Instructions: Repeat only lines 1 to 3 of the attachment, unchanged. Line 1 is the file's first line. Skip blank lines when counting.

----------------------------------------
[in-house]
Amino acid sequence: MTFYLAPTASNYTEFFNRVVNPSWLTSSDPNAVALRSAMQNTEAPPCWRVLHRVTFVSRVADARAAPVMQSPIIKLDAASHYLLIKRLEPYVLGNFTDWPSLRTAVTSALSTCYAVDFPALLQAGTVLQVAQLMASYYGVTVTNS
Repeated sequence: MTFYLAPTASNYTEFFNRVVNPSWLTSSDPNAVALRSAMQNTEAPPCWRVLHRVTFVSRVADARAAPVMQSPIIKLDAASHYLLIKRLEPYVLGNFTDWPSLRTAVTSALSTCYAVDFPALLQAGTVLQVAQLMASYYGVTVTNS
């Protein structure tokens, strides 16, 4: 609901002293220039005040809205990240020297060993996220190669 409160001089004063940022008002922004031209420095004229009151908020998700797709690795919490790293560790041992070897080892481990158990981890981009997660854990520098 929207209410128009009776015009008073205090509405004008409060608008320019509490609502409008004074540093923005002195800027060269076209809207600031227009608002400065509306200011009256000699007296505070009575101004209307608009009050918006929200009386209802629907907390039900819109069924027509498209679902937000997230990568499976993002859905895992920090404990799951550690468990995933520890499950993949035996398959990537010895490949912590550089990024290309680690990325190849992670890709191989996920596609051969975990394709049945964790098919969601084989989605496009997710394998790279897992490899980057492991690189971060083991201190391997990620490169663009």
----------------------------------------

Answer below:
[in-house]
Amino acid sequence: MTFYLAPTASNYTEFFNRVVNPSWLTSSDPNAVALRSAMQNTEAPPCWRVLHRVTFVSRVADARAAPVMQSPIIKLDAASHYLLIKRLEPYVLGNFTDWPSLRTAVTSALSTCYAVDFPALLQAGTVLQVAQLMASYYGVTVTNS
Repeated sequence: MTFYLAPTASNYTEFFNRVVNPSWLTSSDPNAVALRSAMQNTEAPPCWRVLHRVTFVSRVADARAAPVMQSPIIKLDAASHYLLIKRLEPYVLGNFTDWPSLRTAVTSALSTCYAVDFPALLQAGTVLQVAQLMASYYGVTVTNS